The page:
Huge L.A. School Budget Cuts Announced; Students Will Suffer

The Los Angeles Unified School District board grudgingly approved its budget for the next three years Tuesday, with a parcel
tax measure still a possibility for the spring ballot.
The budget calls for almost $132 million in cuts for the 2009-2010 fiscal year and about $143 million for the following year.
"Passing this kind of budget makes me sick to my stomach," said board member Yolie Flores.
Board members warned during a contentious 2 1/2 hours spent on the subject that the budget for the 2011-12 fiscal year could include the elimination of full-day kindergarten and laying off half of the district's elementary art and music teachers, as well as half of the school nurses.
The board room was packed with teachers, parents, district staff and union representatives who frequently interrupted the hearing with applause and loud heckling.
One audience member called the board members "predators," accusing the panel of "ripping us off one more time."
The seven board members and Superintendent Ramon C. Cortines were clearly unsettled by the budget, which was approved by a 5-2 vote, with Julie Korenstein and Marguerite LaMotte dissenting.
"We're down to the marrow right now," Korenstein said. "This is an absolute tragedy. I cannot in good conscience vote for this."
LaMotte told the audience that she voted against the budget "for all of you who have been victimized by this process."
The budget includes $75.2 million in program cuts and $28 million in deferred maintenance costs to resolve the current year deficit. About 2,500 teachers and employees are expected to be laid off at the end of the month.
Cortines said today the cuts could also result in a reduction in school transport, a consolidation of schools, fewer textbooks and far larger class sizes.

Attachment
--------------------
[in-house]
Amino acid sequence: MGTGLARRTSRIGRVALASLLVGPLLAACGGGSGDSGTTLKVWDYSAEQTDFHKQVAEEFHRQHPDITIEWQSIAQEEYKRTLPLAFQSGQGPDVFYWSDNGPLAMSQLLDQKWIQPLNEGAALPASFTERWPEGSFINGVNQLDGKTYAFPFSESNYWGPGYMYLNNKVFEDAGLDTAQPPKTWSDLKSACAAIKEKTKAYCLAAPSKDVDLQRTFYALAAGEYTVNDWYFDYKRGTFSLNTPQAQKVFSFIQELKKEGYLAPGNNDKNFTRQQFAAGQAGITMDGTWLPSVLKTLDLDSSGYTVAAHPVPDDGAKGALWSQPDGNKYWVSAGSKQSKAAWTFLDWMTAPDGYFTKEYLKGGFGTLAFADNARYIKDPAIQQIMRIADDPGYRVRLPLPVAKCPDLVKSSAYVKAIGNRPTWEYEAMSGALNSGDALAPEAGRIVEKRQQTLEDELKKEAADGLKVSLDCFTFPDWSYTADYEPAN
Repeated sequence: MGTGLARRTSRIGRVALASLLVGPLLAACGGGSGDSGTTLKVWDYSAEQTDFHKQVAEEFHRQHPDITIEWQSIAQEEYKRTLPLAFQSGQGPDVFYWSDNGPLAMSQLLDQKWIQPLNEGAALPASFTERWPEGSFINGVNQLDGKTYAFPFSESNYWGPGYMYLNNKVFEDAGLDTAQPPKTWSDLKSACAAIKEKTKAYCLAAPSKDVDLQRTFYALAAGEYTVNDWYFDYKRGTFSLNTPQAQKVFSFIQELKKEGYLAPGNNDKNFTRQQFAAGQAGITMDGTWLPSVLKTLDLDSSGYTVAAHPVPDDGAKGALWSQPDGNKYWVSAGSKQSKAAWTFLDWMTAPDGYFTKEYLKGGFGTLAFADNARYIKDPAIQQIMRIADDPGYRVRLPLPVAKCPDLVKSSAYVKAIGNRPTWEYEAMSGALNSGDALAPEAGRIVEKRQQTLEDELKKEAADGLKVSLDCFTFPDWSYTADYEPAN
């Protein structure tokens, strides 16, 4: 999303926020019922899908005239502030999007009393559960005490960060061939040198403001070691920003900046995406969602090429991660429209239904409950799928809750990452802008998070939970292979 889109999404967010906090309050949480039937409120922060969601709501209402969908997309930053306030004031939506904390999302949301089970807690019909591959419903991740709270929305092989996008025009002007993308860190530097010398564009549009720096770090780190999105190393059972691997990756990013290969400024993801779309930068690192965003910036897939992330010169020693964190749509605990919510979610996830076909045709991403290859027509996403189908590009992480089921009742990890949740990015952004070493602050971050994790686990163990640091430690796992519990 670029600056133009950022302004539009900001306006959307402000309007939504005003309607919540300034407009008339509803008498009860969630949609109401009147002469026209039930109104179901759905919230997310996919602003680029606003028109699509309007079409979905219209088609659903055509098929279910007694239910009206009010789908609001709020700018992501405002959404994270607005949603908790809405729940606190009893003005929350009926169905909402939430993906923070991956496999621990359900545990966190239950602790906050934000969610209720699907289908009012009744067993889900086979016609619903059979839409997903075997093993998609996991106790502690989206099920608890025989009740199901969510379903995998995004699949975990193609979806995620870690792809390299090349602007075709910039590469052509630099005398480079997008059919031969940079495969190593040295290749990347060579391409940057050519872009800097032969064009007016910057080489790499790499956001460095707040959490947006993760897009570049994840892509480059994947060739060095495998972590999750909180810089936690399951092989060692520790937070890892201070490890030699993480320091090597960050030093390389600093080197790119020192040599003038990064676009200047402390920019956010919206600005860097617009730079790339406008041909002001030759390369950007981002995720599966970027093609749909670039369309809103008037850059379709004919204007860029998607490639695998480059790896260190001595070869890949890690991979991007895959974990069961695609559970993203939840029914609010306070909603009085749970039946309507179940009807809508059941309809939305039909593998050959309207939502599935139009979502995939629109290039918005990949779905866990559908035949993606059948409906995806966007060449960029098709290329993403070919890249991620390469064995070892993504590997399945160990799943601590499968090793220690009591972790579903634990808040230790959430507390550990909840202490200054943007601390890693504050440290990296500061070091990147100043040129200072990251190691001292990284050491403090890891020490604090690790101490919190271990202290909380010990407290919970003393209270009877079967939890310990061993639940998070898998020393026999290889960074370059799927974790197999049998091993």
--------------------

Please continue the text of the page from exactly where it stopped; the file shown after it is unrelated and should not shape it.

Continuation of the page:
Classroom size "is the most urgent issue to face LAUSD in a dozen years," United Teachers Los Angeles President A.J. Duffy said.
"The quality of the education in this school district will most assuredly go down," Duffy told the board. "Anybody who's spent any time in a classroom knows how difficult it is to educate children when your rooms are jam-packed."
Cortines said a parcel tax, a property tax increase which must be voted on by the public, might offer a partial solution to the slashing cuts.
"It would be difficult for the community to support (a parcel tax), but we need to share commitments to raise more funds," Cortines said.
Board member Tamar Galatzan indicated she was lukewarm, suggesting that "we could make deeper cuts to the bureaucracy" first.
Board members also raised the hope of receiving additional federal stimulus funds.
"Whether it's successful or not, it should be pursued," Korenstein said.
As the economic crisis worsens for the state and district, Cortines is also asking state lawmakers to eliminate the requirement to submit a three-year budget, and allow greater flexibility in how funds can be spent.

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